"When you can do things in life - work and follow your passion with people you love - it makes it all that much more meaningful and pure happiness."

The launch of her book signals new territory for the serial inventor, who has her first opportunity to tour the country and speak to those whose homes she has appeared in for the past 15 years on QVC and HSN.

"This is really one of my dreams," she comments. "I️'ve always wanted to go around the country and meet all of my customers and this is one way to do that. It couldn't be better."

"95% of my customers are women so I️ can't help but be an advocate always."

While on tour, Mangano is destined to meet a host of people that will tell her of their inventions or start-up ideas, but none more so than the millennials, who are completely reinventing the notion of entrepreneurship. Mangano hopes that through the book aspiring female entrepreneurs will be able to take solace in the fact they don't have to do it all. "I️ truly believe - this is a generation I️ watch, a lot of them work for me and with me - today, more than ever, they think they have to do it all."

"Dressed beautifully and in a meeting, they'll say 'I've been up since 5. Dressed the kids. Fed the kids.' And then (after work) they'll come home, have quality time, bath time. And I️ say - you can miss a game." If there's one thing she would invent for millennial women, it's this very advice, she says.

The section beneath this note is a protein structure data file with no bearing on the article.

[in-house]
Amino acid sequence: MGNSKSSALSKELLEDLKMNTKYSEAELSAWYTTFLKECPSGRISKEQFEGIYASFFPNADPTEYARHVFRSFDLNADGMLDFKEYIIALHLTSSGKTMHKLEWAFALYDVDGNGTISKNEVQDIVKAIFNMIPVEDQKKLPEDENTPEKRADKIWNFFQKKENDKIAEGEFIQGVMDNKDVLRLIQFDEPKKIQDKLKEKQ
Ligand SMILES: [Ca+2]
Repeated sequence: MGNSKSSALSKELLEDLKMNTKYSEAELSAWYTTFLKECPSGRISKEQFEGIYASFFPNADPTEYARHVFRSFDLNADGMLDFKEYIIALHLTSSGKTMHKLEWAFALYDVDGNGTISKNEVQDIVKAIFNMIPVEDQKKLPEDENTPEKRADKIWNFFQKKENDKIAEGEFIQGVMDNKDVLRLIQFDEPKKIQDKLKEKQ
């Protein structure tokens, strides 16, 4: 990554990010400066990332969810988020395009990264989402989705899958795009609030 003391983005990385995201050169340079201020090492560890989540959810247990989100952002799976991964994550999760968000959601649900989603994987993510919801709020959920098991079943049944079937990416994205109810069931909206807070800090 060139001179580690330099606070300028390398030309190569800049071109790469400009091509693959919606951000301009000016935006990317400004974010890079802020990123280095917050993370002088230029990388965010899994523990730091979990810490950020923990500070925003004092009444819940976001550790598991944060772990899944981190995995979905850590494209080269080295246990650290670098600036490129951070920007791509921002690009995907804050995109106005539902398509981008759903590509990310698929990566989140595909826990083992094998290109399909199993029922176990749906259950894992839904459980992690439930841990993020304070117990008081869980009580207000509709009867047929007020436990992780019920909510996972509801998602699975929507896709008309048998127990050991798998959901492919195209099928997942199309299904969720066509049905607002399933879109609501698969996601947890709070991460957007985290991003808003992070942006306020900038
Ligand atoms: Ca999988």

Rather than a product, or an item, it's this advice that, contrary to the millennial mindset, you don't have to be five places at one time or working 20-hour days to get where you want to be. Instead, Mangano has sections of the book that will inform on how better to manage your time and your ideas - to employ her methods - so you can become successful with (a little) less stress.

When asked how social media and the digital age has influenced her real-world inventions (like mops, hangers, steamers and pillows), Mangano chuckles. Technology, rather than impairing the invention of real world application actually opens up a 'wider range' tells the inventor. “It opens up a direct - to - consumer feedback and enhances your platform."

"With Instagram and Facebook my customers communicate with me. That's critical for looking at what you do and for the future of what you do."

Out of the dozens of things she's invented, Mangano won't say what her favorite is. "What am I️ most proud of? That's hard to say - that's like asking what child do you love the most and I️ don't think I️ could be prouder of any of them."